Ethiopian farmer Dhaqabo Ebba claims to be a staggering 160 years old, which would make him the world’s oldest living man.
MANY people won’t be aware of Italy’s invasion of Ethiopia in 1895, but one man doesn’t just know about the battle – he claims to have lived through it.
Retired farmer Dhaqabo Ebba, from Ethiopia, says he is a staggering 160 years old, which would make him the world’s oldest living man.
He claims to have clear memories of Italy’s invasion of his country in the 19th century – however, there is no birth certificate to prove his age.
Japan’s 114-year-old Misao Okawa poses with the Guinness World Records certificate of the world’s oldest woman. Picture: AP
In a statement to Oromiya TV, he provided so much detail on the history of his local area that reporter Mohammed Ademo became convinced that Mr Ebba must be at least 160 years old.
This would make him 46 years older than the oldest ever recorded man.
‘When Italy invaded Ethiopia I had two wives, and my son was old enough to herd cattle’, said Mr Ebba.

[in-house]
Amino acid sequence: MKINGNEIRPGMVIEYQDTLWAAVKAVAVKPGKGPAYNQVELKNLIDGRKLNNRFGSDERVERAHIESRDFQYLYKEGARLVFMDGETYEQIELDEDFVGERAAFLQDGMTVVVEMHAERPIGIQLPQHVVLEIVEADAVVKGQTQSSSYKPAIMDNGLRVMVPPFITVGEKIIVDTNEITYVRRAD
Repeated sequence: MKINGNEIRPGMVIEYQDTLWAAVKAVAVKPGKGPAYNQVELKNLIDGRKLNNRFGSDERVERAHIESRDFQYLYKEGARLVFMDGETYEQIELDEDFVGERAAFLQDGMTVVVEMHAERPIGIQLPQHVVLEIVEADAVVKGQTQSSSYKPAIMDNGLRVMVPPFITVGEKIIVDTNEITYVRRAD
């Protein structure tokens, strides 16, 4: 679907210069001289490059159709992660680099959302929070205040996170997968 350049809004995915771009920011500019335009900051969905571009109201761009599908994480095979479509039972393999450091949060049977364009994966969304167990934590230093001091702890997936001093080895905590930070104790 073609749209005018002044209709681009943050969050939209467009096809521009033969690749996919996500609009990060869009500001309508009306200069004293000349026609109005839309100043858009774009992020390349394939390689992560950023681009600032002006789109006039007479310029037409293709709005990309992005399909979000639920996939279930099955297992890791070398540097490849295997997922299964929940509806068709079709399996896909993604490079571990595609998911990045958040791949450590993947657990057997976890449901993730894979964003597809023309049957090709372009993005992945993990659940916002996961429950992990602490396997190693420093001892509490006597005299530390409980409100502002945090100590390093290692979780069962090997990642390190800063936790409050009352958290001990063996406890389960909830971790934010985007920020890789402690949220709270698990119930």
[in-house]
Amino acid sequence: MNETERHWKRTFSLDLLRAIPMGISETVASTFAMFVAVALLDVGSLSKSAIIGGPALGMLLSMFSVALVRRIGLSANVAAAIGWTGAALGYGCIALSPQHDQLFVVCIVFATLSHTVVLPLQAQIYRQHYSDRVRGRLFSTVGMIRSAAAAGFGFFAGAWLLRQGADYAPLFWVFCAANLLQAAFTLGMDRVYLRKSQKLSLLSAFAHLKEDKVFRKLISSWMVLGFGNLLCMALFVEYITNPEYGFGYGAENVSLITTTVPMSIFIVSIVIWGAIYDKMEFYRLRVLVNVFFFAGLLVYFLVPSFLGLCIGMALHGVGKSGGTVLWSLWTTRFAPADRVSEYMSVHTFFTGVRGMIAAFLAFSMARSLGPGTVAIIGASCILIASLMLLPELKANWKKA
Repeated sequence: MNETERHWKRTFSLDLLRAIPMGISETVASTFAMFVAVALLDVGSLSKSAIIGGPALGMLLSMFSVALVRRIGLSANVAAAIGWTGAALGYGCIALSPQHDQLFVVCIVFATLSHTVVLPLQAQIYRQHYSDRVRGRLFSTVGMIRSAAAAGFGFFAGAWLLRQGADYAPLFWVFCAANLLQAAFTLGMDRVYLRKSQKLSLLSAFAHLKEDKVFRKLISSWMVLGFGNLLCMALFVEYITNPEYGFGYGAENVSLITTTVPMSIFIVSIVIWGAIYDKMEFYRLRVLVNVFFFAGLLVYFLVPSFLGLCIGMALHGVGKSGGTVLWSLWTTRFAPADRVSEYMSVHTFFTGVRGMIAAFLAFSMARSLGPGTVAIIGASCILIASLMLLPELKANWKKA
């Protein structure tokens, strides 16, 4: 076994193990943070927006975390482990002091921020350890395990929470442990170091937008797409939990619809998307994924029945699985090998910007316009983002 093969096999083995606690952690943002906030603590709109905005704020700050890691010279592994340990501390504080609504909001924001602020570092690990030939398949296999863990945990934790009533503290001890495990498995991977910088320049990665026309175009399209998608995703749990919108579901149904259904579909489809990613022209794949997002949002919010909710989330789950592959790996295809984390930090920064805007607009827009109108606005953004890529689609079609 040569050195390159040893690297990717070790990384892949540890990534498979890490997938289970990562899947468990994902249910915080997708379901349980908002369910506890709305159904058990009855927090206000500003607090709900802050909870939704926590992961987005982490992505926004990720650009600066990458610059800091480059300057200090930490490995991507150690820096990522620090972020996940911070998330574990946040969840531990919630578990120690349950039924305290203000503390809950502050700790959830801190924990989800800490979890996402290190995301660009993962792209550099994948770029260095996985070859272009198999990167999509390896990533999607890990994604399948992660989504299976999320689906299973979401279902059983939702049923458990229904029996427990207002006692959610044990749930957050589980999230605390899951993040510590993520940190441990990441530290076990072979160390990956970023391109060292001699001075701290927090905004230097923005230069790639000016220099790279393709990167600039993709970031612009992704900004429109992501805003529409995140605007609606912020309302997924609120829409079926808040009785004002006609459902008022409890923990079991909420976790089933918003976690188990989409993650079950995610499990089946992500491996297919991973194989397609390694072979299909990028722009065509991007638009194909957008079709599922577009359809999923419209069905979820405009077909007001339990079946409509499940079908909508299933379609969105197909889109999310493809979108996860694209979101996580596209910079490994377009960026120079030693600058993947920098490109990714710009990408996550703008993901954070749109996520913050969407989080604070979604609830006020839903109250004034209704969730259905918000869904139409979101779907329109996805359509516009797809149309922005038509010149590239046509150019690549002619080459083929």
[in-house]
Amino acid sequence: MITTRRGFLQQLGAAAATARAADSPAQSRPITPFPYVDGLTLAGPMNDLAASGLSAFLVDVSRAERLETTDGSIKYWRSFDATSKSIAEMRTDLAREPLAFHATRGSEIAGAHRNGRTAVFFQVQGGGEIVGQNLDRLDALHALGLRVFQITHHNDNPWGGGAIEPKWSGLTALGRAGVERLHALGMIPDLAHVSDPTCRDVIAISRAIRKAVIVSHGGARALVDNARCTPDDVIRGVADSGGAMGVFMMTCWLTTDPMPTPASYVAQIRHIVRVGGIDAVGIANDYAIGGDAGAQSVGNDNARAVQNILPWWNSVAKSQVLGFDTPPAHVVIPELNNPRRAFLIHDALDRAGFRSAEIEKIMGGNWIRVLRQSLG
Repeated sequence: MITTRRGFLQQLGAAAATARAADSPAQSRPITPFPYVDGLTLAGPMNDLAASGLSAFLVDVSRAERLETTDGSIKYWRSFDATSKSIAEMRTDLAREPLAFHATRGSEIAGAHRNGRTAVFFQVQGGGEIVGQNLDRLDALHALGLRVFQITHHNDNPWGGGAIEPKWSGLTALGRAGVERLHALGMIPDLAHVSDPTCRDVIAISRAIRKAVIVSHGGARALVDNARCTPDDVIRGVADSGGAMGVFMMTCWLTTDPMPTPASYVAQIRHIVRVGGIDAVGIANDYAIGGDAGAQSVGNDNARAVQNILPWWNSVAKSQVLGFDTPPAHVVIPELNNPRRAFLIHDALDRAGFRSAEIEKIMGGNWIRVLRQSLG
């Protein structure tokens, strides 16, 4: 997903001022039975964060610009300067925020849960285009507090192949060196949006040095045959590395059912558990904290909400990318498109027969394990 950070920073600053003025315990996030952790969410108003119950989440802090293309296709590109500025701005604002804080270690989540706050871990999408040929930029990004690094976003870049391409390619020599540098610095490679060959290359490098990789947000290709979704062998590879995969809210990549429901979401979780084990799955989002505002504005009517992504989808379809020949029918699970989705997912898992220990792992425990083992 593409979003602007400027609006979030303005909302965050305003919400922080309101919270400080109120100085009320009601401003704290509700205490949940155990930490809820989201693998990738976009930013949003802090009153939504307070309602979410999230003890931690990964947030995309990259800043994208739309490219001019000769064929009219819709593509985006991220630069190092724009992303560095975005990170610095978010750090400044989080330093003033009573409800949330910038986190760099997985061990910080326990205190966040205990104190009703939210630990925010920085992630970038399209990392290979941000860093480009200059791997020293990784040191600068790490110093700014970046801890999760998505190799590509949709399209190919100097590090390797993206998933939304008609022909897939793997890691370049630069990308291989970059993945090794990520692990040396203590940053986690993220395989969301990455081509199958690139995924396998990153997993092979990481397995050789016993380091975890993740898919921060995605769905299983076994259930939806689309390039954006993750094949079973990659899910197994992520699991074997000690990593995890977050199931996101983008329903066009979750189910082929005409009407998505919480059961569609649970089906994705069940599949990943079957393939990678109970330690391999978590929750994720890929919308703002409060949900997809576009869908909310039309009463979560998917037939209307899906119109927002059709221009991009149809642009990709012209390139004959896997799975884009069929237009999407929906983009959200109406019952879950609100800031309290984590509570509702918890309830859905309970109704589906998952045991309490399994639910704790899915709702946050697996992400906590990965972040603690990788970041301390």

He then recounted his eight-day horseback rides to Addis Ababa as a child – a journey that takes only a few hours today.
IF Mr Ebba’s claims are true he will knock off the previous titleholder Jeanne Calment, 122. Picture: AFP
As Mr Ebba grew up in an oral society, there is no paper trail and no living witnesses to verify his age.
However, if his claim can be medically confirmed, he would oust 115-year-old Misao Okawa, who is currently recognised by the Guinness World Records as the world’s oldest living person.
He would also overtake French woman Jeanne Calment as the oldest person to have ever lived.
Ms Calment died in 1997 at the age of 122.
The last man confirmed to have lived in the 19th century was Jiroemon Kimura, who was born in Japan on April 19, 1897.
Jiroemon Kimura smiling as he celebrates his 116th birthday, he died in June this year. Picture: AFP
He died in June this year at the age of 116 – making him the longest-living man in history.
Mr Kimura, who lived in Kyotango, Japan, left behind seven children, 14 grandchildren, 25 great-grandchildren and 15 great-great-grandchildren.
According to 2011 government data, Japan has more than 50,000 centenarians, reinforcing its reputation for longevity.